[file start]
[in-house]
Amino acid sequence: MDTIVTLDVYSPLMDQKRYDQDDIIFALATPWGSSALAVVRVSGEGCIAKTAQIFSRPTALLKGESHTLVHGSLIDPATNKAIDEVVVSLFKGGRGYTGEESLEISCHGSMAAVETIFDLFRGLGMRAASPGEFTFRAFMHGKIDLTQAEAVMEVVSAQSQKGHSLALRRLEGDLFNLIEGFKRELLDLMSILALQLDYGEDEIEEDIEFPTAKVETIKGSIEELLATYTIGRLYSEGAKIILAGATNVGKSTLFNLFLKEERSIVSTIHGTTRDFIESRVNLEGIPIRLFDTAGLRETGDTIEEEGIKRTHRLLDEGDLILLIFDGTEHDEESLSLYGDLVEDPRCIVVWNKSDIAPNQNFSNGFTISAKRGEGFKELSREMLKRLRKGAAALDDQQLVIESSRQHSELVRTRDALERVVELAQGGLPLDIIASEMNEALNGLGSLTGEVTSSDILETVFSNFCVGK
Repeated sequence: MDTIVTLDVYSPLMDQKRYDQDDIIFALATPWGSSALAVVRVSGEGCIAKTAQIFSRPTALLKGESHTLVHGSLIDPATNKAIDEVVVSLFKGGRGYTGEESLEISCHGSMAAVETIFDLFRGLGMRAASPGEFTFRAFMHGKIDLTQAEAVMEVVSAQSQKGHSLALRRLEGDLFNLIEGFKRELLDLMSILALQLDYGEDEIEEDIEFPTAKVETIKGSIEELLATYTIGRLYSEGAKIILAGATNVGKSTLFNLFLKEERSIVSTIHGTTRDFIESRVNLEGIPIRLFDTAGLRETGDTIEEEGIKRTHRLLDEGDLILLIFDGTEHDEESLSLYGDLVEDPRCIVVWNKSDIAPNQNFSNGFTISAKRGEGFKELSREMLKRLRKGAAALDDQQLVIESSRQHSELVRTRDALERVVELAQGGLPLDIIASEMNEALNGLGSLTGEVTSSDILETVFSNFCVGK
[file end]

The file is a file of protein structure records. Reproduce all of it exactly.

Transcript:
[in-house]
Amino acid sequence: MDTIVTLDVYSPLMDQKRYDQDDIIFALATPWGSSALAVVRVSGEGCIAKTAQIFSRPTALLKGESHTLVHGSLIDPATNKAIDEVVVSLFKGGRGYTGEESLEISCHGSMAAVETIFDLFRGLGMRAASPGEFTFRAFMHGKIDLTQAEAVMEVVSAQSQKGHSLALRRLEGDLFNLIEGFKRELLDLMSILALQLDYGEDEIEEDIEFPTAKVETIKGSIEELLATYTIGRLYSEGAKIILAGATNVGKSTLFNLFLKEERSIVSTIHGTTRDFIESRVNLEGIPIRLFDTAGLRETGDTIEEEGIKRTHRLLDEGDLILLIFDGTEHDEESLSLYGDLVEDPRCIVVWNKSDIAPNQNFSNGFTISAKRGEGFKELSREMLKRLRKGAAALDDQQLVIESSRQHSELVRTRDALERVVELAQGGLPLDIIASEMNEALNGLGSLTGEVTSSDILETVFSNFCVGK
Repeated sequence: MDTIVTLDVYSPLMDQKRYDQDDIIFALATPWGSSALAVVRVSGEGCIAKTAQIFSRPTALLKGESHTLVHGSLIDPATNKAIDEVVVSLFKGGRGYTGEESLEISCHGSMAAVETIFDLFRGLGMRAASPGEFTFRAFMHGKIDLTQAEAVMEVVSAQSQKGHSLALRRLEGDLFNLIEGFKRELLDLMSILALQLDYGEDEIEEDIEFPTAKVETIKGSIEELLATYTIGRLYSEGAKIILAGATNVGKSTLFNLFLKEERSIVSTIHGTTRDFIESRVNLEGIPIRLFDTAGLRETGDTIEEEGIKRTHRLLDEGDLILLIFDGTEHDEESLSLYGDLVEDPRCIVVWNKSDIAPNQNFSNGFTISAKRGEGFKELSREMLKRLRKGAAALDDQQLVIESSRQHSELVRTRDALERVVELAQGGLPLDIIASEMNEALNGLGSLTGEVTSSDILETVFSNFCVGK